The large-scale arrests of pro-democracy activists in Hong Kong on 18 April 2020 have underlined how tensions are still boiling away, notwithstanding the impact of the COVID-19 outbreak. Businesses should prepare for further civil unrest, as the threat from the virus recedes, and as frictions rise. Events in Hong Kong may impact U.S. China relations at this difficult time.
On Saturday 18 April 2020, the Hong Kong police arrested many prominent pro-democracy figures, including Martin Lee Chu-ming, a barrister and activist, Albert Ho Chun-yan, former chairman of the Democrat Party, and Jimmy Lai Chee-ying, the owner of Apple Daily, a major opposition newspaper, amongst others.
These arrests related to the arranging of, and participating in, unauthorised protests in 2019, and highlighted how the spread of the coronavirus from Wuhan to Hong Kong had merely suppressed political tensions on a temporary basis. These frictions now seem liable to reignite, just as a degree of normality returns to Hong Kong.
Increasing Mainland Pressure
The arrests came after Luo Hui-ning, head of the Central Government Liaison Office, described the earlier protests as a “major blow” to the rule of law in Hong Kong, in a speech on 15 April 2020, and called for the adoption of national security measures – suggesting that the Chinese authorities were losing patience, and wanted to see some action.
Of course, the Hong Kong and Chinese governments can point to justifications for action. One is the rising number of recent bombing incidents. These “terrorist-styled attacks” have been mostly small in nature, generally using pipe bombs, but are increasing in frequency.
The attacks do now pose a genuine threat to public security – and to perceptions of Hong Kong’s stability. Indeed, the Commissioner of Police himself was targeted on 20 April, when an Improvised Explosive Device (“IED”) was sent to his office. No casualties resulted, but a lot of smoke was exuded, and only minor damage caused.
The stance of opposition politicians is, perhaps, another key motive. The pro-democrat camp has, through filibustering, delayed for months the appointment of a chairman of the important House Committee of the Legislative Council – and some opposition politicians have voted against the government’s financial relief package, at a time of deep crisis.
Comparable moves could render governing Hong Kong impossible in the months ahead, particularly if the opposition does well in Legislative Council elections in September 2020, as seems likely. Both the Beijing and Hong Kong governments will want to forestall any such outcome.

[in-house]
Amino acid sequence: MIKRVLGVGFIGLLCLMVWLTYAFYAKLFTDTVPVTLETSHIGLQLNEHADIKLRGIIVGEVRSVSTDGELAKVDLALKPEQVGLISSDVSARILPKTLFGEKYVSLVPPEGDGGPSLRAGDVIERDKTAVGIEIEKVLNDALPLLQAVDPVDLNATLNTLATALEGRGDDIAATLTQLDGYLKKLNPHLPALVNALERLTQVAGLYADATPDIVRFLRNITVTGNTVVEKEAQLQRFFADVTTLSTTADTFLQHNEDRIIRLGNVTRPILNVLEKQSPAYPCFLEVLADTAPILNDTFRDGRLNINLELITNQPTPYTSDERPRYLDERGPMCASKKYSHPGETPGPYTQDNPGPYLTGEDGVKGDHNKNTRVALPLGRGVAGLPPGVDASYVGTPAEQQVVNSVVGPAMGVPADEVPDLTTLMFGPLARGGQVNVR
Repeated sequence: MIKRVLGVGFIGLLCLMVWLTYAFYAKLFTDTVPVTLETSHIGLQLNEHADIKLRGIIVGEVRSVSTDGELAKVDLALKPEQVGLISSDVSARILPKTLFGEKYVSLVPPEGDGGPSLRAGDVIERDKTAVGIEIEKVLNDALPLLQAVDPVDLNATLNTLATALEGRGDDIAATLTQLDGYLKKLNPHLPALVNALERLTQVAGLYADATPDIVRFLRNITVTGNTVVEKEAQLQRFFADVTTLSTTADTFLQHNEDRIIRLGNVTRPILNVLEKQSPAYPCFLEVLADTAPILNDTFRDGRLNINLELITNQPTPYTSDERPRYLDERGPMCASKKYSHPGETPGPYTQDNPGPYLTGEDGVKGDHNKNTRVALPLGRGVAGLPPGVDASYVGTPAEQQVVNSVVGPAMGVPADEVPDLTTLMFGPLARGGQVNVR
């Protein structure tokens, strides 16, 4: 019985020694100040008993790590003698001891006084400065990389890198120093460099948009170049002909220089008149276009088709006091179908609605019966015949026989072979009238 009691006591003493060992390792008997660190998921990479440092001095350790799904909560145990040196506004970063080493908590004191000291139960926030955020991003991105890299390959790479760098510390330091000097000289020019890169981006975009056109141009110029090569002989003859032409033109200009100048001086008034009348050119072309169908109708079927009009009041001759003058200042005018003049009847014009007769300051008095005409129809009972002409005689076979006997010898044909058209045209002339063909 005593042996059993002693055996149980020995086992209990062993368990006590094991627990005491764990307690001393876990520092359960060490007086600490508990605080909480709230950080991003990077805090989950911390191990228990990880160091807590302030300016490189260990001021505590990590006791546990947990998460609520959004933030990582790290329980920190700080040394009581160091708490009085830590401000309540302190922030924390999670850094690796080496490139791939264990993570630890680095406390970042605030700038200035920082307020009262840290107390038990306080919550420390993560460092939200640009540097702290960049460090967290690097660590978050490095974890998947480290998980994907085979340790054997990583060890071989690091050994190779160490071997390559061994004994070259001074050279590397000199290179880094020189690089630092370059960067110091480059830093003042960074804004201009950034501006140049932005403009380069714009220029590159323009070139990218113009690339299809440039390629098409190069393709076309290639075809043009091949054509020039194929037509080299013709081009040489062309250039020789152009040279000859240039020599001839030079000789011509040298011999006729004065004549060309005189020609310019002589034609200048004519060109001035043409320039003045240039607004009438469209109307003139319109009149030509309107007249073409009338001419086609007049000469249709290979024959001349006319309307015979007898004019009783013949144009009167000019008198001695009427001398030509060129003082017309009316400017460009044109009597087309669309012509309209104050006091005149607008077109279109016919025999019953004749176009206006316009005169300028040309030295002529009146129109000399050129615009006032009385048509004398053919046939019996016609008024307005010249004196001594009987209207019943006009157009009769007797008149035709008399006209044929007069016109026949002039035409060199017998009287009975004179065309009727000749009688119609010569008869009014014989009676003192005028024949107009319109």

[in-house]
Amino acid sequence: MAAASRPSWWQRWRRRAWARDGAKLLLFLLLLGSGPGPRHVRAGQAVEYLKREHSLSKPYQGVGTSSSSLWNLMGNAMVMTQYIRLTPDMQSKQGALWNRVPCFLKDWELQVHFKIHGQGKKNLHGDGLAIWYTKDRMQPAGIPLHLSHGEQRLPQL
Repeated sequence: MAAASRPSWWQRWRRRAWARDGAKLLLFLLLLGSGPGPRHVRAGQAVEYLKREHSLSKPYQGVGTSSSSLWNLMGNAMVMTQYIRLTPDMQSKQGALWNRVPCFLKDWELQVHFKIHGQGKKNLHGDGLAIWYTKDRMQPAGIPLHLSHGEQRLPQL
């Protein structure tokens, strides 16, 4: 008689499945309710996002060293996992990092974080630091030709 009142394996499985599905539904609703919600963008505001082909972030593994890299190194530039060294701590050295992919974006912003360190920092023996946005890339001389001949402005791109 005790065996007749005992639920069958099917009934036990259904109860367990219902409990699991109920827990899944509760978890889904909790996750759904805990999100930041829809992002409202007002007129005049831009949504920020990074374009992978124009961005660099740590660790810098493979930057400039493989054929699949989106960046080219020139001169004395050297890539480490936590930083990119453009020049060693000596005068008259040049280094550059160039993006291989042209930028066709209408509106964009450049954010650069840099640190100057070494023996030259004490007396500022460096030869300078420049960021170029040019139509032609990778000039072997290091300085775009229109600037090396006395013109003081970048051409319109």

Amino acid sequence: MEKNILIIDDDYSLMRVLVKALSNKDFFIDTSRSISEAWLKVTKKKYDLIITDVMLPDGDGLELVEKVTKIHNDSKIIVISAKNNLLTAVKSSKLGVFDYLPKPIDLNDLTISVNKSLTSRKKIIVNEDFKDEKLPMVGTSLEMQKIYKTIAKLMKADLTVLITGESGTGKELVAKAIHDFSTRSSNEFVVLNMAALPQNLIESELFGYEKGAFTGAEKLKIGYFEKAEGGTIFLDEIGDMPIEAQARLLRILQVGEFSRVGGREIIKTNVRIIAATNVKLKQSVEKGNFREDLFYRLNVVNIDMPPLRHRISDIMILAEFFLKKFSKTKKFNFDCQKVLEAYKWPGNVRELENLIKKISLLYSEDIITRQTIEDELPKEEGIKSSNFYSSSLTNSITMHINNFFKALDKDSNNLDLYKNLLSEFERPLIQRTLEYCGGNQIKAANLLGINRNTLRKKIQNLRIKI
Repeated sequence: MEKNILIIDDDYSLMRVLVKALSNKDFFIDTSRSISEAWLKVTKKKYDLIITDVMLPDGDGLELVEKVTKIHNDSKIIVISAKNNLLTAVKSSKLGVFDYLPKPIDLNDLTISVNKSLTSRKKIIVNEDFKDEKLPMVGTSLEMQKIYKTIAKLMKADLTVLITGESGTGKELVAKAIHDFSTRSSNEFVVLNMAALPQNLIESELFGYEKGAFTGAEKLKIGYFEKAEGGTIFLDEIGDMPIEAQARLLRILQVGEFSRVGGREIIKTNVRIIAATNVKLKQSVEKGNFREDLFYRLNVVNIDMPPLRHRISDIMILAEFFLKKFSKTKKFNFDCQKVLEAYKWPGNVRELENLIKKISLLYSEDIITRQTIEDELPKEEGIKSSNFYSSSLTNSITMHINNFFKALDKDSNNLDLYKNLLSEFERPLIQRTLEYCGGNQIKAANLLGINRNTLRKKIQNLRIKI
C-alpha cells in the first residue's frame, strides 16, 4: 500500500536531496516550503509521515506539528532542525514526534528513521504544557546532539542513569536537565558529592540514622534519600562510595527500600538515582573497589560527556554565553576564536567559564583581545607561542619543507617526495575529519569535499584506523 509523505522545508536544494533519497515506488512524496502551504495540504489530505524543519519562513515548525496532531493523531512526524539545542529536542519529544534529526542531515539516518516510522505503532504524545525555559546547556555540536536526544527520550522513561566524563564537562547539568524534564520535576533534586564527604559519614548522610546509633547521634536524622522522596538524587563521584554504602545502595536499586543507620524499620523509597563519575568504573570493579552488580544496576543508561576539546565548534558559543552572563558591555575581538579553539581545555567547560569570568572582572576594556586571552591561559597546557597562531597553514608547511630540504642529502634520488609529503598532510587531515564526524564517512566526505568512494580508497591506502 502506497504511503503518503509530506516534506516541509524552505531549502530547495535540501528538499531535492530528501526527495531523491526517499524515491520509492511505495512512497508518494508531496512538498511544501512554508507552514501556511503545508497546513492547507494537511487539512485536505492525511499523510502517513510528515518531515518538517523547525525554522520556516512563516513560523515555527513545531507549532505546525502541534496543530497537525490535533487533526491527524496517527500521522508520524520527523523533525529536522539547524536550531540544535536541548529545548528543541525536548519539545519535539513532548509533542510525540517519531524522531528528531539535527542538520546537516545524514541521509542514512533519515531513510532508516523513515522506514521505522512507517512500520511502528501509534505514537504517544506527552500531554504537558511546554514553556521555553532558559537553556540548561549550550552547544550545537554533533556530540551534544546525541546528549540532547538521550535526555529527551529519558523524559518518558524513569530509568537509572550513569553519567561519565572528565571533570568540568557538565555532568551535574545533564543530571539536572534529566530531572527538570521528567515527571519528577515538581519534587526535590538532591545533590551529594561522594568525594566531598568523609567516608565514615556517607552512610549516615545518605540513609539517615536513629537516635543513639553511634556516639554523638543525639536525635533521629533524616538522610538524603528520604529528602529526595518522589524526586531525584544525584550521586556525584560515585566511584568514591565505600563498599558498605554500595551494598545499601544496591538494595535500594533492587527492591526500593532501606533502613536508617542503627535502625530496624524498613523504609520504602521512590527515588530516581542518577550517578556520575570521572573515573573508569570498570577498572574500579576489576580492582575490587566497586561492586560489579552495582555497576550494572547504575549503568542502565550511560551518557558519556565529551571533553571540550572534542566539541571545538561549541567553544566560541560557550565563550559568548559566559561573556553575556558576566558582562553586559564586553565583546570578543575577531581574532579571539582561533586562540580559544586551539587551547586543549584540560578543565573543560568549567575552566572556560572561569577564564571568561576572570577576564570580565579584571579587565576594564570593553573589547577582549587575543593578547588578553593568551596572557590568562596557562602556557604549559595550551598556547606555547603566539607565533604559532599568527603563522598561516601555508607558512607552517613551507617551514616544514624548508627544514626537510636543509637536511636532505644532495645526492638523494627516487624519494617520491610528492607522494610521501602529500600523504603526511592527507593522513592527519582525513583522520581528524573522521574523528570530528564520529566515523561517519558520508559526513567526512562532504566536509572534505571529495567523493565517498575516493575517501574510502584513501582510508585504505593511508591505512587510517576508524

Fighting A Rear-Guard Action
Of course, the protest movement will push back – not least as polling suggests that support is still strong. Many young radicals are openly calling for revenge, and will be difficult to restrain following the arrests of political leaders.
In terms of tactics, the establishment of pro-democratic trade unions in late 2019 had promised more influence in professional circles, and should strengthen electoral prospects ahead of Legislative Council polls in September 2020.
Similarly, the opposition is using judicial reviews of police actions, or of legislation, for political ends. In response, Beijing’s disdain for Hong Kong’s still independent judicial system is swelling; recent unconfirmed media reports allege interference as to decisions on the appointment of justices.
However, these measures appear more and more like rear-guard actions – meaning that a return to violent street conflict seems likely, in time. Any new protests would strengthen the more radical elements in the protest movement, but would also elicit a robust response from the Police Force, which sees scant reason for compromise after months of vilification through a weaponised social media campaign. As such, the real risk of instability is rising.
The Implications For Business
A resumption of the political contest poses certain threats to business. At the least, new contest in the streets will result, once again, in instability, and will further erode Hong Kong’s administrative capacity.